Mistake #2: Number of Open-Ended Questions

Dealing with open-ended questions can be quite a tricky task. You do not want customers to get bored of answering too many open-ended questions. On the other hand, having too few of these questions might not fetch enough insights for you. They give your customers an opportunity to express their opinion in detail, in their own words. Open-ended questions are not like other data that can be analyzed easily with sheer numbers. Going through too many open-ended questions can often be tiring, but it is guaranteed to add value. A selective read of some can make it easy to access the responses.

Mistake #3: Adding No Demographics

As your focus is related to customer satisfaction, you might often lose out on adding the main questions about your customer demographics such as their age, gender, nationality, etc. It is important to know your customer base and get insights like what age group they belong to; are they global or limited to certain regions, etc. Making false assumptions for a larger audience based on observations made from a small sample can lead to mishaps. That’s where demographics come into play. While adding these questions, always add an option of “Prefer not to say” or “Other” to make sure customers are comfortable taking the survey.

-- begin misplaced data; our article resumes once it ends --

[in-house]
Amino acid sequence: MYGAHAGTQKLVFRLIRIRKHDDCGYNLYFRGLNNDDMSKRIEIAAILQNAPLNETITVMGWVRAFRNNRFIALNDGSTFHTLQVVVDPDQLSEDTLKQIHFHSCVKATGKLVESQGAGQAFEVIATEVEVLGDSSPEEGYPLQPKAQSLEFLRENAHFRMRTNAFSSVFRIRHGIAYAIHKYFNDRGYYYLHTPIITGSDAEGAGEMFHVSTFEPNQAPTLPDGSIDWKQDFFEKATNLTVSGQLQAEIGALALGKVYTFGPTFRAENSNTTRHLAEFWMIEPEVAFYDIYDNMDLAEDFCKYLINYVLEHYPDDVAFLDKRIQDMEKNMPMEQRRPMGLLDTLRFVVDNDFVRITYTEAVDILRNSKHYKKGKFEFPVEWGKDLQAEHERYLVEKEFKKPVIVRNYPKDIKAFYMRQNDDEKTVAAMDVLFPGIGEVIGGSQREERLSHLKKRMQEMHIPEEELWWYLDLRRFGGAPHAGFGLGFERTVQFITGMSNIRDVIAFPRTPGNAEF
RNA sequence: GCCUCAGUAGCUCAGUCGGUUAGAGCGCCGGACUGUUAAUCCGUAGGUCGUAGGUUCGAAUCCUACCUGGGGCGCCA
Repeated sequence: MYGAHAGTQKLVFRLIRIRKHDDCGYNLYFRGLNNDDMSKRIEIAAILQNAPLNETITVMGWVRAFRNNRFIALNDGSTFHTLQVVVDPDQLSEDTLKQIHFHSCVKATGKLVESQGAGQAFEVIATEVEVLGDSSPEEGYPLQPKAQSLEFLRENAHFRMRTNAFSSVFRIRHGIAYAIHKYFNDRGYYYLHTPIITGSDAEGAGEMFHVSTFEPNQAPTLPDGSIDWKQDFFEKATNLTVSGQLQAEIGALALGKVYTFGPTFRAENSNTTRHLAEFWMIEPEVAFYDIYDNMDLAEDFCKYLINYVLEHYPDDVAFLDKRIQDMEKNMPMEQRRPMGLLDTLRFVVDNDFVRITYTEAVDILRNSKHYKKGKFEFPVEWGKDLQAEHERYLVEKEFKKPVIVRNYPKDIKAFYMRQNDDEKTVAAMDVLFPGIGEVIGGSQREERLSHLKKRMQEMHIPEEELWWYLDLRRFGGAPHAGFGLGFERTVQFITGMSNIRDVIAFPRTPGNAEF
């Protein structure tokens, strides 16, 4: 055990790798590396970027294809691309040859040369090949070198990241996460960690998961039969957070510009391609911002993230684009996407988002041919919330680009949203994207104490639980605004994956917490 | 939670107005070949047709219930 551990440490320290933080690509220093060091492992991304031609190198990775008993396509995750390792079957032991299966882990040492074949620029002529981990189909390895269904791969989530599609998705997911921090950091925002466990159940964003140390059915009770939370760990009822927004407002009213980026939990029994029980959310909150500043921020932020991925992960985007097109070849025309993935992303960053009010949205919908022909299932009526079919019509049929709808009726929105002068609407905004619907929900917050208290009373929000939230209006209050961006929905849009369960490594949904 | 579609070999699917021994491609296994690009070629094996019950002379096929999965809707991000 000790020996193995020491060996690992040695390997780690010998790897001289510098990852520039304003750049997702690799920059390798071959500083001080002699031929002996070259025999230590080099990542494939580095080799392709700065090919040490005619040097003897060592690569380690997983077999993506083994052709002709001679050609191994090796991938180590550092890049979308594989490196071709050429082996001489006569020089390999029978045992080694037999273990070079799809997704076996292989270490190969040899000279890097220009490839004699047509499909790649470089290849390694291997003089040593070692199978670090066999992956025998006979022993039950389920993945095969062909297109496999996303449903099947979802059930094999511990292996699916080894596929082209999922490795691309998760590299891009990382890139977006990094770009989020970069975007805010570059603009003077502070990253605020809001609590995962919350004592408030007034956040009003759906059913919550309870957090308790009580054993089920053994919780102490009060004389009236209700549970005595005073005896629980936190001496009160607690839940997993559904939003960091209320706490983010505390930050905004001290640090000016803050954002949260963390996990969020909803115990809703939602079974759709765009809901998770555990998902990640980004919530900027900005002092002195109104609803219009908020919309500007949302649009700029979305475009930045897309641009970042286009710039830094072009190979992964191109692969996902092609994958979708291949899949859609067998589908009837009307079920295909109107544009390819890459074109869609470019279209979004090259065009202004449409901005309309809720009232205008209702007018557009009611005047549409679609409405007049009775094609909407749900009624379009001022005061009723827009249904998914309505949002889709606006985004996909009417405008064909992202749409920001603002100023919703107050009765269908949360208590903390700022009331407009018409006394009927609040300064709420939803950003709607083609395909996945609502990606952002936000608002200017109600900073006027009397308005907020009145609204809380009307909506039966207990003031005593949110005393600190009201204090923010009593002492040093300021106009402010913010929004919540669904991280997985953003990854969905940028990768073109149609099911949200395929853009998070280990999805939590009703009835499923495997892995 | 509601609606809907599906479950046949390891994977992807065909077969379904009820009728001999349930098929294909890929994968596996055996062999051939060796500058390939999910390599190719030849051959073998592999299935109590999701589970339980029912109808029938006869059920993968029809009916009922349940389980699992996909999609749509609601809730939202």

Mistake #4: Asking Multiple Issues in One Question

“How would you rate our service, and will you recommend it to others?”

Questions like these may confuse some customers. They might answer only one part of the question and move on. Make sure to draft clear and concise questions that will not confuse your respondents. The following would be the right approach for writing the above question in a survey:

  1. Rate our service: 1 to 10 – 1 being extremely dissatisfying and 10 being extremely likely